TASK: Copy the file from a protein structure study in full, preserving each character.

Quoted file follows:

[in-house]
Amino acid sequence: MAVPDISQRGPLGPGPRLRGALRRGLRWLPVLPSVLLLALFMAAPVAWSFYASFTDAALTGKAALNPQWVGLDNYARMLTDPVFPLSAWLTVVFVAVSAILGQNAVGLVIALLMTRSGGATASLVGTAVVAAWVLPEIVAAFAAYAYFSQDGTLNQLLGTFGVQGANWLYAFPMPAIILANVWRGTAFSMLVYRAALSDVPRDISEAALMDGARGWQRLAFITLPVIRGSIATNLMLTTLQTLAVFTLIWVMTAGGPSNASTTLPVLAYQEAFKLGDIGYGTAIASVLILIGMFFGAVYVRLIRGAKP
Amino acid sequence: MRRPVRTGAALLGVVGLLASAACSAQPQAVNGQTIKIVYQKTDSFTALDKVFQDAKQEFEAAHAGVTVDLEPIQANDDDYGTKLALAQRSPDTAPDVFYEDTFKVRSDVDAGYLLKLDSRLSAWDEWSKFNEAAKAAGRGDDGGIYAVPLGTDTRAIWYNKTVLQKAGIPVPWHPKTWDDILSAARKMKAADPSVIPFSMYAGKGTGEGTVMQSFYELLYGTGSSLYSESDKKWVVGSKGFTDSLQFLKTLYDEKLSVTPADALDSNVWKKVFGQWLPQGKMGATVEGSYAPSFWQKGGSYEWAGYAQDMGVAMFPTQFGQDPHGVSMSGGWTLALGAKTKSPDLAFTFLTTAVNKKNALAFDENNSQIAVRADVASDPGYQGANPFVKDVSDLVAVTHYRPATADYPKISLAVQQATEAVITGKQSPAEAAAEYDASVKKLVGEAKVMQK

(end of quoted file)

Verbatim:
[in-house]
Amino acid sequence: MAVPDISQRGPLGPGPRLRGALRRGLRWLPVLPSVLLLALFMAAPVAWSFYASFTDAALTGKAALNPQWVGLDNYARMLTDPVFPLSAWLTVVFVAVSAILGQNAVGLVIALLMTRSGGATASLVGTAVVAAWVLPEIVAAFAAYAYFSQDGTLNQLLGTFGVQGANWLYAFPMPAIILANVWRGTAFSMLVYRAALSDVPRDISEAALMDGARGWQRLAFITLPVIRGSIATNLMLTTLQTLAVFTLIWVMTAGGPSNASTTLPVLAYQEAFKLGDIGYGTAIASVLILIGMFFGAVYVRLIRGAKP
Amino acid sequence: MRRPVRTGAALLGVVGLLASAACSAQPQAVNGQTIKIVYQKTDSFTALDKVFQDAKQEFEAAHAGVTVDLEPIQANDDDYGTKLALAQRSPDTAPDVFYEDTFKVRSDVDAGYLLKLDSRLSAWDEWSKFNEAAKAAGRGDDGGIYAVPLGTDTRAIWYNKTVLQKAGIPVPWHPKTWDDILSAARKMKAADPSVIPFSMYAGKGTGEGTVMQSFYELLYGTGSSLYSESDKKWVVGSKGFTDSLQFLKTLYDEKLSVTPADALDSNVWKKVFGQWLPQGKMGATVEGSYAPSFWQKGGSYEWAGYAQDMGVAMFPTQFGQDPHGVSMSGGWTLALGAKTKSPDLAFTFLTTAVNKKNALAFDENNSQIAVRADVASDPGYQGANPFVKDVSDLVAVTHYRPATADYPKISLAVQQATEAVITGKQSPAEAAAEYDASVKKLVGEAKVMQK